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The preparing for adulthood planning process
You should start to think about what you would like to do when you become an adult, and make sure everyone knows about your future goals as early as possible, but by no later than Year 9.
As you begin to become aware of all your options in adult life you will find that there are lots of questions to think about and decisions to make. There should be ‘no decision about you, without you’ and you should ‘only tell us once’. We want to get it right first time and there are professionals that will support you and your parents/carers to explore and share your views, wishes and feelings. This will include providing you with the information and advice that you need so you can make informed decisions.
The most important thing is that everyone listens to you or the person speaking for you, so that they know your thoughts, feelings, aspirations and plans for the future.
From Year 7 you should gradually be encouraged and helped to think about what’s important to you and what you would like to do in the future such as:
- Jobs you might like to do in the future and further education or training options to help you achieve your job goals
- Where you might want to live in the future, and how you could live independently
- Things you want to be able to do in your community (your interests and hobbies)
- Your future health needs
If you have Special Educational Needs (SEN) Support
If you have SEN Support, although you may not have a specific preparing for adulthood review, you and your parents/carers should have regular discussions with your teachers about your future plans and support needs as an adult.
If you have an Education, Health and Care (EHC) Plan
EHC plans are reviewed at an annual review meeting, which your school will arrange. When you are in Year 9, your annual review meeting will look at and review your EHC plan as usual, but there will be a clear focus on how you can start to prepare for adulthood. This review is called a preparing for adulthood review. In this meeting you will talk about the things that are important to you, what you want to do when you leave school, and what support you will need to make that happen.
In the meeting
Tips for when you have your preparing for adulthood review meeting:
- Prepare beforehand with your named worker (e.g. your Teacher, Social Worker or another professional that knows you well) You can choose which worker you would like as your main contact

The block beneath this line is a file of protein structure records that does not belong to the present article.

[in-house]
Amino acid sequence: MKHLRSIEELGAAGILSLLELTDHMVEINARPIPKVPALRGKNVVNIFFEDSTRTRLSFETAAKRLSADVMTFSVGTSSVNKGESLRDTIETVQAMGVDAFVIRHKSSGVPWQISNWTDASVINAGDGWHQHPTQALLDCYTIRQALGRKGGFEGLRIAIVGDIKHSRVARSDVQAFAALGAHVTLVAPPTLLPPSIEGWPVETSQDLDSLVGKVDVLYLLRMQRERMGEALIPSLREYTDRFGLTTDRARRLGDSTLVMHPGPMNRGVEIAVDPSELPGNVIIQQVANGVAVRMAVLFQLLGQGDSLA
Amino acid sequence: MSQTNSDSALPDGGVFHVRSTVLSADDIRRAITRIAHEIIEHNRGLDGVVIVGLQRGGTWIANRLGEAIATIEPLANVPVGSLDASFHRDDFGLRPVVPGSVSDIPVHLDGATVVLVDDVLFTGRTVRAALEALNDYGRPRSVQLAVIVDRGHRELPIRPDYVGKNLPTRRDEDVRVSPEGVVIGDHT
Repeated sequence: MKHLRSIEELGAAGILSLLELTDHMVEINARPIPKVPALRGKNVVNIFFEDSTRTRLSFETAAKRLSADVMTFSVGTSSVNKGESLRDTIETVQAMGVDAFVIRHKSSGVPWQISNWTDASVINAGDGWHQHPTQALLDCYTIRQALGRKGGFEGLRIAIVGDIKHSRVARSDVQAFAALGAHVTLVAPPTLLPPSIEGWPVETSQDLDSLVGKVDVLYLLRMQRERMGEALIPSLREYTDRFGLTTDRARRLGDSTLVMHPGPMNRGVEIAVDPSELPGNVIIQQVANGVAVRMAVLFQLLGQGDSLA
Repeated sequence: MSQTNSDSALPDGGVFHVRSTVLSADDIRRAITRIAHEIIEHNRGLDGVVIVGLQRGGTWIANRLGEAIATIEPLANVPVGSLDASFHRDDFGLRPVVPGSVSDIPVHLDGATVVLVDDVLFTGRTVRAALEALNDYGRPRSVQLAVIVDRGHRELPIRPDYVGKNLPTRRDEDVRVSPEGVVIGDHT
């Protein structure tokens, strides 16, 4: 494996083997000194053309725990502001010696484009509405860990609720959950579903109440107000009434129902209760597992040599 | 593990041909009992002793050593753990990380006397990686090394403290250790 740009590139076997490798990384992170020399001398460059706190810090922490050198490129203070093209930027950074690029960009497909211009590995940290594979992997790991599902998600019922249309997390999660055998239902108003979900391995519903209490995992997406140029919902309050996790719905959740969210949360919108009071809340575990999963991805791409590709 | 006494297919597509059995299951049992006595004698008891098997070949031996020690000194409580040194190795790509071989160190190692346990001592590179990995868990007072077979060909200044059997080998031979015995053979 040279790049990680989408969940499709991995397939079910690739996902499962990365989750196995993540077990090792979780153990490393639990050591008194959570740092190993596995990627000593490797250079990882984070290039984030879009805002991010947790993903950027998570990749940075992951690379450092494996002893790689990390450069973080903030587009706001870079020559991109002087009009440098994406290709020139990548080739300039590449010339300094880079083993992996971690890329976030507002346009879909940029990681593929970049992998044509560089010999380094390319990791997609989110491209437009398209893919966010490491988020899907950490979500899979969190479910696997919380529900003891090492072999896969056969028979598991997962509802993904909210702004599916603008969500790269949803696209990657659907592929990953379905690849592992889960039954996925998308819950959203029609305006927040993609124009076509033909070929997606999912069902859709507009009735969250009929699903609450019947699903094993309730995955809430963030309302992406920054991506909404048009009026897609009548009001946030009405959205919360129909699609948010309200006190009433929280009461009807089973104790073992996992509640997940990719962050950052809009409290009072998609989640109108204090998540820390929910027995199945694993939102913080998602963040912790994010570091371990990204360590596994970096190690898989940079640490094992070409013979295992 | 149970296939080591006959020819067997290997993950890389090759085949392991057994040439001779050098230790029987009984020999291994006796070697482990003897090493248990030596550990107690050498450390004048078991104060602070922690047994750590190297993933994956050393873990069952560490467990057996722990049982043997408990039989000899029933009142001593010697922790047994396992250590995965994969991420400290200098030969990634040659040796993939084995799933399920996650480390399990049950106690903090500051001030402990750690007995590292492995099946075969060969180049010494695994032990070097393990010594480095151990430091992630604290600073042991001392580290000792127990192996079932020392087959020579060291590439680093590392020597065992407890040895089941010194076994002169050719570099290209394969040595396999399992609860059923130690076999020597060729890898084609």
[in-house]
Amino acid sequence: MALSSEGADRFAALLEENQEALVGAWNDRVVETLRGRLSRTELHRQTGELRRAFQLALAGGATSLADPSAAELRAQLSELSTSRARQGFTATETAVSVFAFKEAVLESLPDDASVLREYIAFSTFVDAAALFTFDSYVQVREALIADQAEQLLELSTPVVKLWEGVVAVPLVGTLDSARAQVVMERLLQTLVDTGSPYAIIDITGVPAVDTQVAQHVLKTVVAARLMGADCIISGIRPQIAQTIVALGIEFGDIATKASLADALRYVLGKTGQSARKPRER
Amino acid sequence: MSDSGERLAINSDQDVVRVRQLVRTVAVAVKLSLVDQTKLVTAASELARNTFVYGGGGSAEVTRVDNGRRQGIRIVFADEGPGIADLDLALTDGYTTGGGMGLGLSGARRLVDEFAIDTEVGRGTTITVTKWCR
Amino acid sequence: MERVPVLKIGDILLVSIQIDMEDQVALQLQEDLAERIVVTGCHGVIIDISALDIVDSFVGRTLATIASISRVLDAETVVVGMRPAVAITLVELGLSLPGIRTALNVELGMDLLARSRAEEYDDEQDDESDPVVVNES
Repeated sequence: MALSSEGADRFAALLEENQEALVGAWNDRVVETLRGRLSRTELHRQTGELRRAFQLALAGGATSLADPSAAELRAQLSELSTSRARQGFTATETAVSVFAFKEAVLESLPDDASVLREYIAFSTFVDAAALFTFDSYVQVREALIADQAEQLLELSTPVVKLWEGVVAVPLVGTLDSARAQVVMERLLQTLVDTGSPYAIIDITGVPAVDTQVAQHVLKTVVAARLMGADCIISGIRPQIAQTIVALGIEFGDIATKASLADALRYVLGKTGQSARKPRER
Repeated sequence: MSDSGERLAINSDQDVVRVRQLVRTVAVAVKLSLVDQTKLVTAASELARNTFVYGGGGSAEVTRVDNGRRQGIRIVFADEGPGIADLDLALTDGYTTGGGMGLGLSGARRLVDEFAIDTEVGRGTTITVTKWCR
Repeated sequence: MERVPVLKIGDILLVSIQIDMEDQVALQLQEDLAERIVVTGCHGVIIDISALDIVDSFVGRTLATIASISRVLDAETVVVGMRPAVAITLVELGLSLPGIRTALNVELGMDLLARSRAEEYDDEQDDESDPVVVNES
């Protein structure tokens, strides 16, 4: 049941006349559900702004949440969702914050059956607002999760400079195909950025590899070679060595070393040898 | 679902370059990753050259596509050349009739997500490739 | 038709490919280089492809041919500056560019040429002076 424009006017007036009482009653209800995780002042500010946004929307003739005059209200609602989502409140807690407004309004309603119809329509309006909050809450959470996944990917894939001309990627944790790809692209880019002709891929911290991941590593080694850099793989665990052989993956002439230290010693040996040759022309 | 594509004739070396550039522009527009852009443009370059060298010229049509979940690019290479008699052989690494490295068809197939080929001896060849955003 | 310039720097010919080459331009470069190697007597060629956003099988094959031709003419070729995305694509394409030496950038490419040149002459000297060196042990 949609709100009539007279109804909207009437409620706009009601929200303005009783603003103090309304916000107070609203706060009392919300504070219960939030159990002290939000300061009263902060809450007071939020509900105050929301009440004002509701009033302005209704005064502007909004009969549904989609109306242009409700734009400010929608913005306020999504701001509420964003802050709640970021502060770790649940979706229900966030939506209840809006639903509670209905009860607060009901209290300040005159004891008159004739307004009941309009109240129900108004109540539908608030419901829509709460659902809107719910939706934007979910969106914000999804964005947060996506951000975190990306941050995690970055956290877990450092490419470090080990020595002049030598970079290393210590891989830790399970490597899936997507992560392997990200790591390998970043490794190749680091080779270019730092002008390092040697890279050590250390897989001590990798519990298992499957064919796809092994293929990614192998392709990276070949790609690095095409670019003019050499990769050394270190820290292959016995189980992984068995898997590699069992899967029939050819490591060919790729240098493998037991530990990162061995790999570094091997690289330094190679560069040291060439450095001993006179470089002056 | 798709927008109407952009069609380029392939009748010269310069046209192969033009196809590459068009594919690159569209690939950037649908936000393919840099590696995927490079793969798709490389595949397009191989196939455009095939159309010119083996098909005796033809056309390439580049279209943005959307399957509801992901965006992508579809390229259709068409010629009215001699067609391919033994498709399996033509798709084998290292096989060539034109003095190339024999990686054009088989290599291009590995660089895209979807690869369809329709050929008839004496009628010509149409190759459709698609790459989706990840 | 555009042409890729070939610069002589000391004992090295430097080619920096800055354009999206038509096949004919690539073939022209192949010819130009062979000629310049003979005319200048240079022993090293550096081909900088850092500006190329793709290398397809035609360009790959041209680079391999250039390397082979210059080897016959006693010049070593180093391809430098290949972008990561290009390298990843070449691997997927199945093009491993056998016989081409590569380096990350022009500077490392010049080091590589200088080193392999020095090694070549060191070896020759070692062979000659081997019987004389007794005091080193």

- Don’t let the meeting carry on if you don’t understand
- Ask people to slow down and explain things to you if needed
- Use signs, symbols or anything that can help you to understand things better
- Ask any questions you may have. You can ask your named worker any questions about your plans for the future
- Remember it’s your meeting
- Remember to look ahead and think about your future and what skills you need to develop as an adult
The decisions and plans that are made in this meeting will be written in a preparing for adulthood transition plan. This is all about you and :
- the care and support you may need
- your plans and hopes for your future
Download a preparing for adulthood plan (MS Word, 541KB).
Further information, advice and support can be accessed from Cheshire East Youth Support Service.
What will happen after the meeting
After the meeting, you will continue to have an annual review meeting every year (or more often if you need to). This is a meeting where everyone makes sure the plan is going well. You will all look at the preparing for adulthood transition plan and agree any changes.
Important to note:
- You can leave school on the last Friday in June if you’ll be 16 by the end of the summer holidays.
You must then do one of the following until you’re 18:
- stay in full-time education, for example at a college
- start an apprenticeship or traineeship
- spend 20 hours or more a week working or volunteering, while in part-time education or training
EHC plans may continue past 18 as it is recognised that some young people with SEND may need longer to complete their education and training and achieve the specific outcomes listed in their EHC plan. Please note there is not an automatic entitlement to continue support at age 19 or an expectation that those with an EHC plan should all remain in education until they are age 25. The length of time will vary according to each young person, and judgements on when to cease or maintain a plan must be made on a case-by-case basis and in accordance with the statutory tests and processes.
Where the EHC plan ceases and you are eligible for support from Adult Social Care your support plan will lead on from your EHC plan.